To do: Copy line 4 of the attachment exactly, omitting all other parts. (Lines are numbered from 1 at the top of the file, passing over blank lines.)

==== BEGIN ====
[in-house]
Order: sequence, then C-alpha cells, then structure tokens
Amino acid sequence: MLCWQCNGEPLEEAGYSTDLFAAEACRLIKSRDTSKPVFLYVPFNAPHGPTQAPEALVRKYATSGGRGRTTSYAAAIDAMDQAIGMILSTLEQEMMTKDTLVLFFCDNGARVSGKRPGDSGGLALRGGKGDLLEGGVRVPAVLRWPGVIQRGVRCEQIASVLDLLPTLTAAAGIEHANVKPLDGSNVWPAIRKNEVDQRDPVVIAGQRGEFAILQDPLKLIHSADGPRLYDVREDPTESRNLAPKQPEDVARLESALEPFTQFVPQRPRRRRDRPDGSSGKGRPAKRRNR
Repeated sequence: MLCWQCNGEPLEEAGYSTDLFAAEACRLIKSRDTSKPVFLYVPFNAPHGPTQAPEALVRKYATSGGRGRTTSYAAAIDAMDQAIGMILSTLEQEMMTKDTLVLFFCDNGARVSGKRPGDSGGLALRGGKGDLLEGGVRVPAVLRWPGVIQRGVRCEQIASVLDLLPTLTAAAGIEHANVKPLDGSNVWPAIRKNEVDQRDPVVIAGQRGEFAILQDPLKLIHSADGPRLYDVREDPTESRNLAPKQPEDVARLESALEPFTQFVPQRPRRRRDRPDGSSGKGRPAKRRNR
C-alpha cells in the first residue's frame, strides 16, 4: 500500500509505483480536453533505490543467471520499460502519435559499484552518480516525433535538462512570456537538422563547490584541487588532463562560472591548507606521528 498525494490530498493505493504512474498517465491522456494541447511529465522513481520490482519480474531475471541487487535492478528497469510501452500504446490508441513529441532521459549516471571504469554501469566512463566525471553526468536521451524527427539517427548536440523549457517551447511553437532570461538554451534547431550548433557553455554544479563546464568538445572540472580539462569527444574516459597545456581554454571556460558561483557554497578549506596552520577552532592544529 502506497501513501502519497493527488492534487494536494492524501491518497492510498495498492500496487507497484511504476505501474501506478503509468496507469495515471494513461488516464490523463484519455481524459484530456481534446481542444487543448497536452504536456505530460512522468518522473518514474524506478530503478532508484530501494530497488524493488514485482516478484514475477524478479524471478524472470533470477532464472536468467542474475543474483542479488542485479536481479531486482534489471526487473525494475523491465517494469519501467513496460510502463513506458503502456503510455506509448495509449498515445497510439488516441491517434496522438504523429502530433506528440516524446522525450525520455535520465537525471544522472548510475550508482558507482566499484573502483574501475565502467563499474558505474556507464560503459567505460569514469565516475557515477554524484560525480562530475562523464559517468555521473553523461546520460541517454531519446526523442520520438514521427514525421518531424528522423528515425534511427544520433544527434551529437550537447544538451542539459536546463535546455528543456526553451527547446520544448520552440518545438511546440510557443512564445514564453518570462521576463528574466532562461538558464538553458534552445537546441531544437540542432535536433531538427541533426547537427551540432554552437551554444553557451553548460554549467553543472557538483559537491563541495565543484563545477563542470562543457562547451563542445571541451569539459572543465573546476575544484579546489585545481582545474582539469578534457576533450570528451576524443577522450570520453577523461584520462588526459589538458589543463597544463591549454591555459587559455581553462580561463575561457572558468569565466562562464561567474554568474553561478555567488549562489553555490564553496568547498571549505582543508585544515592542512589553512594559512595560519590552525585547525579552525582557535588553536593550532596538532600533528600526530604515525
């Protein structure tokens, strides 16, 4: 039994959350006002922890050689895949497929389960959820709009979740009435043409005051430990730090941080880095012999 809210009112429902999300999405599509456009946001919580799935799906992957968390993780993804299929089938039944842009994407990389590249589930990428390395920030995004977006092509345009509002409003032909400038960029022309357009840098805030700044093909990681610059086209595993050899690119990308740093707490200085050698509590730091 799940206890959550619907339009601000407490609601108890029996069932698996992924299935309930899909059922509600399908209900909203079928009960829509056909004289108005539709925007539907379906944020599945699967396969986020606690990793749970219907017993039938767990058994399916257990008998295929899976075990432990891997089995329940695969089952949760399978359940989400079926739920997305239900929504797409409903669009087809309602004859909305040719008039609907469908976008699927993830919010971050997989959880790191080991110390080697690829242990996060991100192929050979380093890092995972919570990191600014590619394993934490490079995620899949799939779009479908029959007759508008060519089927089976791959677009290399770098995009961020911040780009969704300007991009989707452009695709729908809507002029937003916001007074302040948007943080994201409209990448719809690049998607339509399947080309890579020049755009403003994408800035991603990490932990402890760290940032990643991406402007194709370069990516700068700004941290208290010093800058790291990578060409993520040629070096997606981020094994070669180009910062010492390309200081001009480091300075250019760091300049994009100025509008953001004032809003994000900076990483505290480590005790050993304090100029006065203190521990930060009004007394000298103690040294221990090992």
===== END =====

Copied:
Repeated sequence: MLCWQCNGEPLEEAGYSTDLFAAEACRLIKSRDTSKPVFLYVPFNAPHGPTQAPEALVRKYATSGGRGRTTSYAAAIDAMDQAIGMILSTLEQEMMTKDTLVLFFCDNGARVSGKRPGDSGGLALRGGKGDLLEGGVRVPAVLRWPGVIQRGVRCEQIASVLDLLPTLTAAAGIEHANVKPLDGSNVWPAIRKNEVDQRDPVVIAGQRGEFAILQDPLKLIHSADGPRLYDVREDPTESRNLAPKQPEDVARLESALEPFTQFVPQRPRRRRDRPDGSSGKGRPAKRRNR